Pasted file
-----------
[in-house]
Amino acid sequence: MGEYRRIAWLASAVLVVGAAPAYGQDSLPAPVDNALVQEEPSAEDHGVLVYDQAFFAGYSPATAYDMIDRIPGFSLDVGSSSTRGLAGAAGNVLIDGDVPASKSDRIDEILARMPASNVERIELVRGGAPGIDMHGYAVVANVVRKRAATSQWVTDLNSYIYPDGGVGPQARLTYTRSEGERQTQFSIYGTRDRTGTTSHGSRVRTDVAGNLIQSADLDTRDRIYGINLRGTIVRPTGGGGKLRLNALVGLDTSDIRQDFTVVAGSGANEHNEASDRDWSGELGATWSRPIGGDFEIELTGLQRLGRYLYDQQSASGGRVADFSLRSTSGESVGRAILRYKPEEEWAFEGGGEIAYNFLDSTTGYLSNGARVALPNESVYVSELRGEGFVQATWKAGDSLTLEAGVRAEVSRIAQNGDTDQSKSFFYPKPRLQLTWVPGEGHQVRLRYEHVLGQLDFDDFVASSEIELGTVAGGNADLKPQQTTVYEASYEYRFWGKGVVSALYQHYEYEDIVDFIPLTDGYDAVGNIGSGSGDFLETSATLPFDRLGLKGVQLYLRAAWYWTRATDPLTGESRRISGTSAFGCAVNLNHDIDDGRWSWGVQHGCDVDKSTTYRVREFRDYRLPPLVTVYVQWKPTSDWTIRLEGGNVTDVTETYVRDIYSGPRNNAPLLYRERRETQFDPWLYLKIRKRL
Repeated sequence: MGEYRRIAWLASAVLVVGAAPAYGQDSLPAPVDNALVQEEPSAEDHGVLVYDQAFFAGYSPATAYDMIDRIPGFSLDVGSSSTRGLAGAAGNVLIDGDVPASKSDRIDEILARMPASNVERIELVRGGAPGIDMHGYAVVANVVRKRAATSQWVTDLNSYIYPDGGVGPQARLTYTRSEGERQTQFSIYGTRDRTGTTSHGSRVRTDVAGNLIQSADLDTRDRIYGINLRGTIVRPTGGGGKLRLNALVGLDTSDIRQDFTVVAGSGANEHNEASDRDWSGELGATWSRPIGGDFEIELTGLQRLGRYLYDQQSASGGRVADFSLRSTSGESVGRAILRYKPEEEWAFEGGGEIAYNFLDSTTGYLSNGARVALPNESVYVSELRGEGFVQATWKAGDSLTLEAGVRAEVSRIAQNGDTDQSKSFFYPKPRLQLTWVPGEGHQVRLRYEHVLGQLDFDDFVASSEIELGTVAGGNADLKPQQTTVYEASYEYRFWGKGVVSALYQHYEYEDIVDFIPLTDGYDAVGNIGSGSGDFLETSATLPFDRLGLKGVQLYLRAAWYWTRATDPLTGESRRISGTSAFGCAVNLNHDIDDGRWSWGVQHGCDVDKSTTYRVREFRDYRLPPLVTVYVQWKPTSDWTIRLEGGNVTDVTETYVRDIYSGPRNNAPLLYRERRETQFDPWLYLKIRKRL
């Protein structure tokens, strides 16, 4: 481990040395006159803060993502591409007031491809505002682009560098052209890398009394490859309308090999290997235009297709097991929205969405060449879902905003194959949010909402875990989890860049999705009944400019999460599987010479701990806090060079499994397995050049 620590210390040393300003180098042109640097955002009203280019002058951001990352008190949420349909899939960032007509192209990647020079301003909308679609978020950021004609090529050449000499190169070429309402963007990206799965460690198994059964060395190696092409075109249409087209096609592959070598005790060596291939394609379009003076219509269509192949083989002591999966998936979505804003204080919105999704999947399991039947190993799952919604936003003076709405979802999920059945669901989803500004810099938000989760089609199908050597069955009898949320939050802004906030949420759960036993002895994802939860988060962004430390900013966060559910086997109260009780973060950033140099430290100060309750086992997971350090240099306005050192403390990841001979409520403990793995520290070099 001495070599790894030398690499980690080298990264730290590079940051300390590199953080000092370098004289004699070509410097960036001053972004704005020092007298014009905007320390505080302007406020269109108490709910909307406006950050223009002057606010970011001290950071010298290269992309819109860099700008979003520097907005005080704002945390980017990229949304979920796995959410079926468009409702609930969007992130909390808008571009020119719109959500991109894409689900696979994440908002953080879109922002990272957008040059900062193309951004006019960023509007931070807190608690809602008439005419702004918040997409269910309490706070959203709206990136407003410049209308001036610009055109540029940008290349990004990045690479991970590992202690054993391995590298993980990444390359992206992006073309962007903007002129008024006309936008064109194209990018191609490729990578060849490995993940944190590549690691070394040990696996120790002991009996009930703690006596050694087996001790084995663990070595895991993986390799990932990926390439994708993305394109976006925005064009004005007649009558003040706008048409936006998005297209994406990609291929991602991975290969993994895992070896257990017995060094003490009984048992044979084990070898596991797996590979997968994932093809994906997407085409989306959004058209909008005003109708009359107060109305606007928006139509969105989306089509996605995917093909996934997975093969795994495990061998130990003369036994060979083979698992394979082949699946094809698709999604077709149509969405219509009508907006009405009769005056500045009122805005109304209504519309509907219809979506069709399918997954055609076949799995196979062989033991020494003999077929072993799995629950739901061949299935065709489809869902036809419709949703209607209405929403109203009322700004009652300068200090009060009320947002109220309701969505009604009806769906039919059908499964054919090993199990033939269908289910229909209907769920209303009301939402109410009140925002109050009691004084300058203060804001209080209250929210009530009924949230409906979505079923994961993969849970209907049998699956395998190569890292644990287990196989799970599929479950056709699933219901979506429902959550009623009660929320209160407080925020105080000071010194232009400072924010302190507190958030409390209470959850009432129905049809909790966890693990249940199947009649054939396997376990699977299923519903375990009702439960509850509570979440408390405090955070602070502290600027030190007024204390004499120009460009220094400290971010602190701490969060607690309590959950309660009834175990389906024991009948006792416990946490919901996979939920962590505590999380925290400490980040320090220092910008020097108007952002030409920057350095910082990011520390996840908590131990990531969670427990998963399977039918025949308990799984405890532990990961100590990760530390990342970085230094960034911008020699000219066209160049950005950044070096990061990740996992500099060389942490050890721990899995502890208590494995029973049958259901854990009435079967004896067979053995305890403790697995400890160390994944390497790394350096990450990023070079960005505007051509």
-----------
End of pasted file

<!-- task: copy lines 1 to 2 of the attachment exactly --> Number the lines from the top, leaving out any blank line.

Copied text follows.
[in-house]
Amino acid sequence: MGEYRRIAWLASAVLVVGAAPAYGQDSLPAPVDNALVQEEPSAEDHGVLVYDQAFFAGYSPATAYDMIDRIPGFSLDVGSSSTRGLAGAAGNVLIDGDVPASKSDRIDEILARMPASNVERIELVRGGAPGIDMHGYAVVANVVRKRAATSQWVTDLNSYIYPDGGVGPQARLTYTRSEGERQTQFSIYGTRDRTGTTSHGSRVRTDVAGNLIQSADLDTRDRIYGINLRGTIVRPTGGGGKLRLNALVGLDTSDIRQDFTVVAGSGANEHNEASDRDWSGELGATWSRPIGGDFEIELTGLQRLGRYLYDQQSASGGRVADFSLRSTSGESVGRAILRYKPEEEWAFEGGGEIAYNFLDSTTGYLSNGARVALPNESVYVSELRGEGFVQATWKAGDSLTLEAGVRAEVSRIAQNGDTDQSKSFFYPKPRLQLTWVPGEGHQVRLRYEHVLGQLDFDDFVASSEIELGTVAGGNADLKPQQTTVYEASYEYRFWGKGVVSALYQHYEYEDIVDFIPLTDGYDAVGNIGSGSGDFLETSATLPFDRLGLKGVQLYLRAAWYWTRATDPLTGESRRISGTSAFGCAVNLNHDIDDGRWSWGVQHGCDVDKSTTYRVREFRDYRLPPLVTVYVQWKPTSDWTIRLEGGNVTDVTETYVRDIYSGPRNNAPLLYRERRETQFDPWLYLKIRKRL